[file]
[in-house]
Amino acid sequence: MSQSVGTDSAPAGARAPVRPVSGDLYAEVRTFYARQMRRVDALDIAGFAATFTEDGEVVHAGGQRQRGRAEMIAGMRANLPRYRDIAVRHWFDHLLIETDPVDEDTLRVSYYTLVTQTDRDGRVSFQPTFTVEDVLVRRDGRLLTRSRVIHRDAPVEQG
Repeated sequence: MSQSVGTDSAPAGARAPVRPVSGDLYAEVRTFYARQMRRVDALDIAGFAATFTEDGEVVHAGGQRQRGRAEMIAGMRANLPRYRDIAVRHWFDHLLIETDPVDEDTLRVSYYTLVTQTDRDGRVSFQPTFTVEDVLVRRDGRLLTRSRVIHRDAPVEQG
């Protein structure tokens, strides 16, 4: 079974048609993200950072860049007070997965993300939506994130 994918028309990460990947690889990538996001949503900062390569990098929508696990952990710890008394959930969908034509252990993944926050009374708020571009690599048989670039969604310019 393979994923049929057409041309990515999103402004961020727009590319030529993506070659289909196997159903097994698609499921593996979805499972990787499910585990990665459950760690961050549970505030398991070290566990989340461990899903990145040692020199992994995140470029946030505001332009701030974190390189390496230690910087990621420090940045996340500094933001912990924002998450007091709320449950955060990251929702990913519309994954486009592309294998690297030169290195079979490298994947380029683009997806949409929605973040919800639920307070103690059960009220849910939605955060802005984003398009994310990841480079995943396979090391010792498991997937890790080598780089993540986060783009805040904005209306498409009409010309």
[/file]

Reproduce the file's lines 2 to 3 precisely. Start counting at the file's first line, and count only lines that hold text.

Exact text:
Amino acid sequence: MSQSVGTDSAPAGARAPVRPVSGDLYAEVRTFYARQMRRVDALDIAGFAATFTEDGEVVHAGGQRQRGRAEMIAGMRANLPRYRDIAVRHWFDHLLIETDPVDEDTLRVSYYTLVTQTDRDGRVSFQPTFTVEDVLVRRDGRLLTRSRVIHRDAPVEQG
Repeated sequence: MSQSVGTDSAPAGARAPVRPVSGDLYAEVRTFYARQMRRVDALDIAGFAATFTEDGEVVHAGGQRQRGRAEMIAGMRANLPRYRDIAVRHWFDHLLIETDPVDEDTLRVSYYTLVTQTDRDGRVSFQPTFTVEDVLVRRDGRLLTRSRVIHRDAPVEQG